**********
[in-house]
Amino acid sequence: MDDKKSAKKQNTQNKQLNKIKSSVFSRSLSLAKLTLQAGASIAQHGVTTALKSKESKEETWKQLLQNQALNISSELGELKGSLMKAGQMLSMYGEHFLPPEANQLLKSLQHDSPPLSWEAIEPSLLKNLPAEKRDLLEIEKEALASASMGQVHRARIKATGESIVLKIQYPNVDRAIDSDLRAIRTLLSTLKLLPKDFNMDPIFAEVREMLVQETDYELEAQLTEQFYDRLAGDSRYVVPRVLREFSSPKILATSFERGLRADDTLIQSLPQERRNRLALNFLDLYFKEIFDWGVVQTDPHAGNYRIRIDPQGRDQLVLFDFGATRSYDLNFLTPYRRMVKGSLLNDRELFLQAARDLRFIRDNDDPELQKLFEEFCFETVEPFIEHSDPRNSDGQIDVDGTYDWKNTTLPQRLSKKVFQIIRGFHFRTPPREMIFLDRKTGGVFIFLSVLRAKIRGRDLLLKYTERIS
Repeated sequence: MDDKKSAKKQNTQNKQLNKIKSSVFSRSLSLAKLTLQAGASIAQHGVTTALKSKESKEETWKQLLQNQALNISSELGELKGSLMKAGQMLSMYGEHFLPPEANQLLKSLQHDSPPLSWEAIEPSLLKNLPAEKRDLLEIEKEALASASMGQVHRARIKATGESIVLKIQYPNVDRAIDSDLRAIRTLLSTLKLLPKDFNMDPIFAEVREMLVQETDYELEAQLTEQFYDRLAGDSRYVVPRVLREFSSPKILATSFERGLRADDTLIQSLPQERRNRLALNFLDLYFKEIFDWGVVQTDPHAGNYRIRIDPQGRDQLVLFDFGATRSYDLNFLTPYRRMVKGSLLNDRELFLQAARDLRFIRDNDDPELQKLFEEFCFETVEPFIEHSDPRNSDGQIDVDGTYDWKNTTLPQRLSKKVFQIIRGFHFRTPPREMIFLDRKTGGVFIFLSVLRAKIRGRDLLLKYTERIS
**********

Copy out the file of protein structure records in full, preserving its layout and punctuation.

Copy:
[in-house]
Amino acid sequence: MDDKKSAKKQNTQNKQLNKIKSSVFSRSLSLAKLTLQAGASIAQHGVTTALKSKESKEETWKQLLQNQALNISSELGELKGSLMKAGQMLSMYGEHFLPPEANQLLKSLQHDSPPLSWEAIEPSLLKNLPAEKRDLLEIEKEALASASMGQVHRARIKATGESIVLKIQYPNVDRAIDSDLRAIRTLLSTLKLLPKDFNMDPIFAEVREMLVQETDYELEAQLTEQFYDRLAGDSRYVVPRVLREFSSPKILATSFERGLRADDTLIQSLPQERRNRLALNFLDLYFKEIFDWGVVQTDPHAGNYRIRIDPQGRDQLVLFDFGATRSYDLNFLTPYRRMVKGSLLNDRELFLQAARDLRFIRDNDDPELQKLFEEFCFETVEPFIEHSDPRNSDGQIDVDGTYDWKNTTLPQRLSKKVFQIIRGFHFRTPPREMIFLDRKTGGVFIFLSVLRAKIRGRDLLLKYTERIS
Repeated sequence: MDDKKSAKKQNTQNKQLNKIKSSVFSRSLSLAKLTLQAGASIAQHGVTTALKSKESKEETWKQLLQNQALNISSELGELKGSLMKAGQMLSMYGEHFLPPEANQLLKSLQHDSPPLSWEAIEPSLLKNLPAEKRDLLEIEKEALASASMGQVHRARIKATGESIVLKIQYPNVDRAIDSDLRAIRTLLSTLKLLPKDFNMDPIFAEVREMLVQETDYELEAQLTEQFYDRLAGDSRYVVPRVLREFSSPKILATSFERGLRADDTLIQSLPQERRNRLALNFLDLYFKEIFDWGVVQTDPHAGNYRIRIDPQGRDQLVLFDFGATRSYDLNFLTPYRRMVKGSLLNDRELFLQAARDLRFIRDNDDPELQKLFEEFCFETVEPFIEHSDPRNSDGQIDVDGTYDWKNTTLPQRLSKKVFQIIRGFHFRTPPREMIFLDRKTGGVFIFLSVLRAKIRGRDLLLKYTERIS